"We've had one of the worst spells a team can have. But we're together and loose, and that's why we'll be there when it comes down to the end." So said Jack Clark after San Francisco (4-2) beat Pittsburgh to end a skid in which the Giants lost 11 of 14 games. Clark led all San Francisco batters with 10 hits and eight RBIs, and Willie McCovey slammed four home runs, giving him a career total of 516, five fewer than Ted Williams, who is eighth on the alltime list. John Montefusco, sidelined 54 days with a nerve irritation in his pitching arm, returned and yielded just six hits and one run in five innings against Chicago, and Bob Knepper threw a nine-hitter to beat the Cubs 7-2.
"That's as good as I can pitch," said Tom Seaver of Cincinnati (3-3) after he defeated Philadelphia 6-3 on a six-hitter. Seaver struck out six Phillies as he became only the seventh major leaguer to record 2,800 strikeouts. Mike LaCoss won his eighth game without defeat by a 4-1 score over New York, lowering his ERA to 2.33, best among league starters. LaCoss left the game after the fifth inning because of a sore elbow. Injuries also plagued Ken Griffey, Ray Knight and Paul Blair.
San Diego (3-3) beat Pittsburgh 6-3 for Gaylord Perry. It was Perry's third straight victory and 273rd overall, tying him with Red Ruffing for 17th on the alltime list. But Perry was more concerned about his team's low standing. "We need improvement," he said. "We have only an outside shot unless we make a trade." Two days later the Padres traded Mike Hargrove, a career .288 hitter but a .192 bust in 1979, to Cleveland for Paul Dade, who had been batting .282 for the Indians.
Joe Niekro got his ninth straight victory and his 10th of the season—tops in the league—as Houston (3-3) beat Philadelphia 4-3 and clung to the division lead. Outfielder Terry Puhl and First Baseman Cesar Cedeno batted .385 and .380 respectively, and Shortstop Craig Reynolds had nine hits in 24 at bats. Another shortstop, Pepe Frias of Atlanta (1-5), went 11 for 21 at the plate to brighten an otherwise dismal week. In all, the Braves committed 13 errors, including two on one play, to raise their league-leading total to 86. And Manager Bobby Cox was so upset by an 11th-inning loss in which Montreal's winning run was walked in that he threw things around in his office and came away with a cut on his head. "I don't know what happened," Cox said. "Something bounced off something, I guess."
Los Angeles (2-4) hit a healthy .287 but Dodger opponents hit an even healthier .309 and outscored the defending league champions 42-33. Don Sutton lost twice, and excluding Terry Forster, the relief corps was shellacked for 14 runs in 13? innings. "It's evident we need help in the bullpen," said Davey Lopes on the eve of the June 15 trading deadline. It came and went without a deal for a reliever.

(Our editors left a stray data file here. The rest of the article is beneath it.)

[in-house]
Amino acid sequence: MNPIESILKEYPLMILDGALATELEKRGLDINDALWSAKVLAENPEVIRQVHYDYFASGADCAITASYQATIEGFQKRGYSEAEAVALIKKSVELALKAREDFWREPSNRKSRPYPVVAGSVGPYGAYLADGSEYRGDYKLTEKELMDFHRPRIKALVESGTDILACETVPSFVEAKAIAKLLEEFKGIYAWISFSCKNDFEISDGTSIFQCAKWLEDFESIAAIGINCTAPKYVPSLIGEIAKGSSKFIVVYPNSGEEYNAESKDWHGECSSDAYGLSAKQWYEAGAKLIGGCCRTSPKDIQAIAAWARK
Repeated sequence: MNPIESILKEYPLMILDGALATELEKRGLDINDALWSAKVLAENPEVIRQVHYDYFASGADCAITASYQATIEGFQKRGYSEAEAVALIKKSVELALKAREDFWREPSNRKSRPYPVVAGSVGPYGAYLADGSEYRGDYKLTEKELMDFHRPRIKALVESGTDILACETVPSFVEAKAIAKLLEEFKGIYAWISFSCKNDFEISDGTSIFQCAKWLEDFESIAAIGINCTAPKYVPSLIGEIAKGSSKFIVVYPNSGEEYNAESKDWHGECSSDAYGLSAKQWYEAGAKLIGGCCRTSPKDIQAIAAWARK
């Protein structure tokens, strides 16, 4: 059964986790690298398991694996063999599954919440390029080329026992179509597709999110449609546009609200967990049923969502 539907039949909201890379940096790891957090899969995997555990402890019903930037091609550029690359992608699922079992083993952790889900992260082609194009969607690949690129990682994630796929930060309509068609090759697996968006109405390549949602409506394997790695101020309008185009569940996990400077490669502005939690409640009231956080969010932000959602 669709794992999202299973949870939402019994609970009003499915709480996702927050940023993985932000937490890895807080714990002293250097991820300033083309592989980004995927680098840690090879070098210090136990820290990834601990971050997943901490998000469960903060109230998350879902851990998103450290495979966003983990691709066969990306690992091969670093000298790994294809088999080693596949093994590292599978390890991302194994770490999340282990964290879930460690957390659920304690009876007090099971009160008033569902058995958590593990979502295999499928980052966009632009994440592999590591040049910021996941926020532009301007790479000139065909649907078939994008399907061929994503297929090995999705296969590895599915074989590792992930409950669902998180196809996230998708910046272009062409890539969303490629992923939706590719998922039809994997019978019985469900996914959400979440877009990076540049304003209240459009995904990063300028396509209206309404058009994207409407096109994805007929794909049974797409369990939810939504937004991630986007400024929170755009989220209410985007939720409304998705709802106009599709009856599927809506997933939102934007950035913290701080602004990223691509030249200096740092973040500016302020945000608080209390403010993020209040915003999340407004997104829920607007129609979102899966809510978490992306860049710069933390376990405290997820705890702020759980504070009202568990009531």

HOUS 38-28 CIN 35-28 SF 32-33 LA 30-36 SD 30-37 ATL 22-41
Montreal (4-2) regained first place, thanks mainly to a three-game sweep of Atlanta. Steve Rogers won one of the games against the Braves with a six-hitter, Tony Perez went 8 for 13 for the series, and the Expos twice came from behind to win. Still, Manager Dick Williams was unhappy because Montreal's fizzling offense produced not a single home run during a five-game stretch. So he dropped Andr� Dawson, who had struck out 43 times in 52 games, from leadoff to No. 3 in the batting order and shifted Warren Cromartie, who had only 22 RBIs in 54 games, from No. 3 to lead-off. No help. Cromartie got just one hit and scored only one run in four games, and Dawson went 1 for 4 in the clutch. So feeble were Expo bats that after Gary Carter hit four singles—none of them a hot smash—against Houston, his teammates facetiously stacked bats in his locker. Some Expos weren't thinking too well, either. Rodney Scott walked with the bases loaded to force in the game-winning run in the ninth inning against Atlanta, but after taking ball four, he trotted toward the dugout. Williams screamed, motioning to Scott that he had to touch first base, which he finally did. Had he stepped into the dugout or touched a teammate before reaching first, he would've been called out. "I don't know what I was thinking," Scott said. "I just figured the game was over."
Silvio Martinez of St. Louis (2-4) allowed only six hits in eight innings and beat San Diego 3-2, but in five other games the Cardinal starters were shelled. In those outings, Martinez, Bob Sykes, John Denny, Bob Forsch and Pete Vuckovich lasted 23 innings and were racked for 39 hits and 28 earned runs. Their collective ERA was 10.95. They seemed to be doing their damndest to make a prophet of former Cardinal Reggie Smith, now a Dodger, who earlier in the week had said, "If St. Louis doesn't win its division, it'll be because of the pitching." Smith wasn't the only ex-Card who found a St. Louis weakness. San Francisco's John Curtis, another former Cardinal, pitched his first complete game in two years and beat St. Louis 6-1. Ted Simmons, who batted .311 and belted three home runs, said, "The Man gave me good tools and you don't mess with The Man." He wasn't referring to Musial.